As with all of
Open Mic Thursday
I had another topic already written up but while I was working on the Magenta Diamonds tonight, half-listening to the TV, I thought of another one I liked a bit better.
Let's face it--one of the first things a guy notices about me, other than my tits and perhaps my winning smile, is that I am passionate about what I do, be it writing or fiberwork. If he has his own passionate interests, then he generally gets me. So here we go with this week's topic:
How important is it for you to have a significant other who has passion for their own interests?
And please, let it not be a justification for spending more money on yarn, eh?
I keep thinking about Fibrefest North, where I’ll be doing some impromptu finishing and spinning clinics, Rhinebeck and, yes, possibly Stitches East.
Graylagran posed this question in the Comments (note that I didn’t edit it):
let's say, that stitches east was just a few miles down the road from you (and you had hours of freetime, and lots of money burning a hole in your pocket) ... would yo go to the market (inspite of how you feel about the xrx "design team")?
Sure I’d go to the Market. What has that got to do with the XRX Design Team? OK, so I put $7 in the X-men’s pocket. I bought the Spring issue of Knitter’s, so I gave them some bucks for that too.
The reason I have not gone to SE the past two years is because I had no interest in going to
So this year, I may in fact take a jaunt down I95 to B’more. I can do it in a day and if I want to stay overnight, I can find somewhere away from
Of course, in order not to be recognized, I may have to wear some fugly sweater and carry that damned Shaun hot-water bottle holder that my sister gave me for my birthday. That way, I’ll be most rare and handy in my incognito attire.
Thursday, July 05, 2007
I base my fashion on what doesn't itch--Gilda Radner
Fashion. Who the fuck cares? If it looks good on you, it's right.
Besides, I still maintain that black always looks right on anyone for any occasion. Which is why I own a lot of black garments. I can go from work to a mortuary viewing to a party without a second thought as to my garb.
However, knitting with black yarn can be a total nightmare. Try knitting a black lace shawl.
Tell me that I'm not still such a mommy that I could ever turn down my dear eldest daughter's request for a Campanula of her own. Jenn acts as model for the finished garment.
As you can see, I eschewed the I-cord ties for one simple crocheted chain threaded through the neckline eyelets and polished off with two small clay beads on each end. No ties on the sleeves for me; however, Jenn would like them. So I forthwith ordered more Cotton Glace, color Damson, per her request. For her own. She doesn't get mine.
So it's Camp Anula for me this summer, evidently. I really don't mind making another. It was a pleasure to knit.
I've been cooking quite a bit lately, especially for the annual Roberts's Family Barbecue, held last Sunday poolside. Homemade strawberry shortcake, among other delicacies, made by yrs. truly Mamoo.
So fucking Betty Crocker I am. And I have now shed my ego entirely by publishing a picture of myself in my black (of course) bathing suit, no makeup, with freshly baked shortcakes in hand, ready for the vultures down on the deck. So, does this look good or what?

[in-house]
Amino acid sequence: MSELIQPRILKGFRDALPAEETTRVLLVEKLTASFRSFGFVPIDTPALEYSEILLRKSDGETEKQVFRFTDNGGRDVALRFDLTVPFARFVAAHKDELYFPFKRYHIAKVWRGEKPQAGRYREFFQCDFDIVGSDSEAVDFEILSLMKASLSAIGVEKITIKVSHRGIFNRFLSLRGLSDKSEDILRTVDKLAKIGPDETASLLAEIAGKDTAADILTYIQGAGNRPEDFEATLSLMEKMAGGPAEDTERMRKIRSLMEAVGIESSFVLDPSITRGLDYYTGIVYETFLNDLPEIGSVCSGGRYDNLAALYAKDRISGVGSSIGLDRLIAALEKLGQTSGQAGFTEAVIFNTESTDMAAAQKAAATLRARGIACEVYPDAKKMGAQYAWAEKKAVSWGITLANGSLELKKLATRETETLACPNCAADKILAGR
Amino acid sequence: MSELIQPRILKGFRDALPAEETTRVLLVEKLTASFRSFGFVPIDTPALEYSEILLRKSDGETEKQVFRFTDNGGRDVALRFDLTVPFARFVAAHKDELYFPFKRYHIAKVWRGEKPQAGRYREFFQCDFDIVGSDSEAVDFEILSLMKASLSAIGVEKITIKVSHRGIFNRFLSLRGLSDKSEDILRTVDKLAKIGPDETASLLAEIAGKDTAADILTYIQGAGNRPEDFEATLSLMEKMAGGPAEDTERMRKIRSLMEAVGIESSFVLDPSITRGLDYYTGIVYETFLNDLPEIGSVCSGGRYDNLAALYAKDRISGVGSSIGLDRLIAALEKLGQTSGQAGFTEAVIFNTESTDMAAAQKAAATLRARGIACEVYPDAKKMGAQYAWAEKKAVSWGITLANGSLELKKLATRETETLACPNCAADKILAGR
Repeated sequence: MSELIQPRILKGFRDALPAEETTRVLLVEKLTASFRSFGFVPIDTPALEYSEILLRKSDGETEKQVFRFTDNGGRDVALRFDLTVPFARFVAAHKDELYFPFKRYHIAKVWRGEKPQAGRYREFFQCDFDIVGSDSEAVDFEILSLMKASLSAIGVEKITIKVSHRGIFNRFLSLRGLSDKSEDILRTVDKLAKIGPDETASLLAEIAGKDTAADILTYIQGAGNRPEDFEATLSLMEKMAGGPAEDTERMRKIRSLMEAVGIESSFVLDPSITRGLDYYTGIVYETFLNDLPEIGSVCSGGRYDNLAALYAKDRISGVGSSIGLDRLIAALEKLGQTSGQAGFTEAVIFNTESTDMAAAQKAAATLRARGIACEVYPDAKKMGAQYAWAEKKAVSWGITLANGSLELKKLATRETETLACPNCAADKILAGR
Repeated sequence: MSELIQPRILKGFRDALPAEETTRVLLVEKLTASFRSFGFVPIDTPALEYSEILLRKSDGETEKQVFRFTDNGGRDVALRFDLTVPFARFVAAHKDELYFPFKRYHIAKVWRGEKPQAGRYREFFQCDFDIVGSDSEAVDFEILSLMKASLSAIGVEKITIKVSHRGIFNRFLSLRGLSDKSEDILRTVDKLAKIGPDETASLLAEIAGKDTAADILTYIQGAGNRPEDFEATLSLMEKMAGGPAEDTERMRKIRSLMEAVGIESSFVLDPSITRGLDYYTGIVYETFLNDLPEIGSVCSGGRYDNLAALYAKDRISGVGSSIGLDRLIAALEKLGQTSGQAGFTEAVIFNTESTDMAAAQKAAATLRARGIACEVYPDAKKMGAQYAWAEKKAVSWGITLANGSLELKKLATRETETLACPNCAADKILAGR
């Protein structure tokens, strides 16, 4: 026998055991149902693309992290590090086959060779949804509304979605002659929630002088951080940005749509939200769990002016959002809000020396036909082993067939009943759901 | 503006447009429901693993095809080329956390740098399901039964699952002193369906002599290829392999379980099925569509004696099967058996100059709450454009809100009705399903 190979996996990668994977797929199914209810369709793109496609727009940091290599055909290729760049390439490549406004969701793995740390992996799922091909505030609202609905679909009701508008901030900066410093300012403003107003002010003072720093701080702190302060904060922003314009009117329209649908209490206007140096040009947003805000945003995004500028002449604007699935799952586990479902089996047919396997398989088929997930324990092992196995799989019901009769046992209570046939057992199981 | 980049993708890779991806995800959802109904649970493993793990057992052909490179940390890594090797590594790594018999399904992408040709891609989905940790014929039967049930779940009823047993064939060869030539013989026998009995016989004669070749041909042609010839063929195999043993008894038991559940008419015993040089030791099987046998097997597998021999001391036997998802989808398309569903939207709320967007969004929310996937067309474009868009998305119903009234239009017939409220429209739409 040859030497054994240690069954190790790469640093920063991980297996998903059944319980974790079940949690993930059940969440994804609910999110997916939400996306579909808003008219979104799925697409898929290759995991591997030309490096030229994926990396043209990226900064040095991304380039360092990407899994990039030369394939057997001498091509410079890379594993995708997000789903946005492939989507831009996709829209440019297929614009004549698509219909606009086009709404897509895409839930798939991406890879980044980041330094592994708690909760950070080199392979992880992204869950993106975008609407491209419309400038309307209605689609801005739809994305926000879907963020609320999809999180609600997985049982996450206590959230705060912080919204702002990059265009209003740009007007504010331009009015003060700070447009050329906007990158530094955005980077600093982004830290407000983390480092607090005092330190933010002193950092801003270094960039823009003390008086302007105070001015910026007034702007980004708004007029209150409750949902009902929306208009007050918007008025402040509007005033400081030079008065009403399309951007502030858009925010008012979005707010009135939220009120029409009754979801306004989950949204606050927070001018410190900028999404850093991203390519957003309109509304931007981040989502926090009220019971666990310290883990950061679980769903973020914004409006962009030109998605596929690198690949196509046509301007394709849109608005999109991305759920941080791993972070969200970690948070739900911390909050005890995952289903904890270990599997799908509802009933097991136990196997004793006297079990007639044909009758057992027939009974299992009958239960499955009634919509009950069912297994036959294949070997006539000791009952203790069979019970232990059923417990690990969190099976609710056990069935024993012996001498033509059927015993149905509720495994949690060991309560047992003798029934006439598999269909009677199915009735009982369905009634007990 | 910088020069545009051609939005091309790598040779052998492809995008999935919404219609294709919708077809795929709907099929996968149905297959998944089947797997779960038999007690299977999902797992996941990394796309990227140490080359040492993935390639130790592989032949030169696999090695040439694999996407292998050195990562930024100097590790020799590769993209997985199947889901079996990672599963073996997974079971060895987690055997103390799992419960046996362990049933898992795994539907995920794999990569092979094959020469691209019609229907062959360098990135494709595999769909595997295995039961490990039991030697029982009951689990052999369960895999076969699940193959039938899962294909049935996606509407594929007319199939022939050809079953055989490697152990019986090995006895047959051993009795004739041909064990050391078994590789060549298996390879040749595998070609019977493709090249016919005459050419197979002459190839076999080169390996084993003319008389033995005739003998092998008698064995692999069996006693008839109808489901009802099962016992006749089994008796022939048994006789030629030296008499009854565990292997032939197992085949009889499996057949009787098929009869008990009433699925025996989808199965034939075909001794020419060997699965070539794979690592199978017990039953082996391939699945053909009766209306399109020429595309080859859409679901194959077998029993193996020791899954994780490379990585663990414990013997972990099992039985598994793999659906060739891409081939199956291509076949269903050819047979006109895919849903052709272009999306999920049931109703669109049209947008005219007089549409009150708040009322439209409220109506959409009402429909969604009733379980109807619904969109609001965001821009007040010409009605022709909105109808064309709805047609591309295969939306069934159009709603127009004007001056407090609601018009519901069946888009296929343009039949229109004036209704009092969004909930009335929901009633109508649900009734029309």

As I said to Loopy, I'm almost ready for the South Beach diet. Almost. But who can turn down fresh strawberries and shortcake? Damn.
Le Tour de Fleece
Katherine's doing her Tour de Fleece again this year and this time, I decided to sign up. Why? As you know, I don't generally do these things but it's an impetus to get some Chasing Rainbows bombyx top spun. Silk is always good. Besides, I enjoy the Tour de France. Along with curling, baseball, tennis, and other suchlike sports. So if you're interested, hit the Tour de Fleece button on the sidebar and sign up. I have 4 oz. of this silk to spin starting July 7th and ending the 29th.
Whether I get it done remains to be seen.
I hope the Amurricans among us have enjoyed their 4th. It poured rain here in Jersey for most of the day, so I played catch-up on indoor activities.
The 4th was also dampened by the pardoning of Scooter Libby. Disgusting. If you watch Keith Olbermann at all, Keith gave an impassioned commentary that sums up precisely what I hope every American understands and feels. You can view it here. It is well worth watching Keith rather than just reading it.
If the neocons start screaming about patriotism, they need look no further than Keith. In my mind, he is a patriot. Now we need to take what he says and demand the resignation of the Cheney/Bush regime. All of us. That's the right we won in our fight for independence and one that we should never forget we have to use. If we love our country, let's get rid of these miserable fucks by raising our voices. That's patriotism. It's past time to save this country.
Open Mic Thursday
In the spirit of freedom and saying what the fuck you think, any time and anywhere, here's this week's topic, as suggested by a reader:
Are people influenced not to make something they previously liked if it's snarked on a fairly popular blog? Or the opposite--did they make something everyone was making, and then it sat around in their closet unworn?
So, write your pithy remarks. As far as I'm concerned, I make what I want and don't give a shit who likes it or not, as long as I do. And I've never been one to join knitting bandwagons. So that's my take on the question.
I will be doing an interview with a very well-known designer to be published next winter in a major magazine. That's all I can say right now. But I'm very happy to have the opportunity to do writing of which I can be proud, rather than just technical writing.
I have been an editor and writer of many topics throughout my career, knitting being one, antiques, collectibles, payroll, insurance, valves, web-based applications, and other arcane items being others. I even managed to get an article on Flow Blue porcelain on the cover of a magazine once. That was probably the zenith for me.
However, those who know me well know that I am ill-suited for anything else. You wouldn't want me to be your waitress for the evening, that's for sure. I can't quite see myself as selling you Avon, either.
So with that, I leave you all to attack le matière du semaine. Yeah, I was a French major for my brief sojourn at Wilson College in the fine city of Chambersburg, PA. Who knew? Rather than lean on the talents I had using my native tongue, I decided to study a not-so-rare but handy foreign language. That and Latin. Absum!